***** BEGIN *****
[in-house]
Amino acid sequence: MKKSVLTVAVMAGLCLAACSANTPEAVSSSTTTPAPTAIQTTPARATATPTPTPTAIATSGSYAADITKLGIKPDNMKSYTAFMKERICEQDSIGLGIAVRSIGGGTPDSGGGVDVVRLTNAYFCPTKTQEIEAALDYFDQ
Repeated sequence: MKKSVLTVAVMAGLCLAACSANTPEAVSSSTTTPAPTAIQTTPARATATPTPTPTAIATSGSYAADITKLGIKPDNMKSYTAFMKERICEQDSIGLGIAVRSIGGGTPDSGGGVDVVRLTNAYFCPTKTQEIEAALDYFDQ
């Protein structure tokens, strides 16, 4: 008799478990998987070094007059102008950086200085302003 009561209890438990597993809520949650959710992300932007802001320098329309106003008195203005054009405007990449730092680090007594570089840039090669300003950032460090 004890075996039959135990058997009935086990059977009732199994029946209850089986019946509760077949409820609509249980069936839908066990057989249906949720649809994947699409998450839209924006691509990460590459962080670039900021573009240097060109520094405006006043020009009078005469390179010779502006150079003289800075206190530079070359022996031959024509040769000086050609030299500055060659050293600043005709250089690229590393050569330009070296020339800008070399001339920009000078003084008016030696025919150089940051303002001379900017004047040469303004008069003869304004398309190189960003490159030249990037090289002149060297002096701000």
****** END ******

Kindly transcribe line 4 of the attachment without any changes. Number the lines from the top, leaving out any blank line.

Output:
């Protein structure tokens, strides 16, 4: 008799478990998987070094007059102008950086200085302003 009561209890438990597993809520949650959710992300932007802001320098329309106003008195203005054009405007990449730092680090007594570089840039090669300003950032460090 004890075996039959135990058997009935086990059977009732199994029946209850089986019946509760077949409820609509249980069936839908066990057989249906949720649809994947699409998450839209924006691509990460590459962080670039900021573009240097060109520094405006006043020009009078005469390179010779502006150079003289800075206190530079070359022996031959024509040769000086050609030299500055060659050293600043005709250089690229590393050569330009070296020339800008070399001339920009000078003084008016030696025919150089940051303002001379900017004047040469303004008069003869304004398309190189960003490159030249990037090289002149060297002096701000």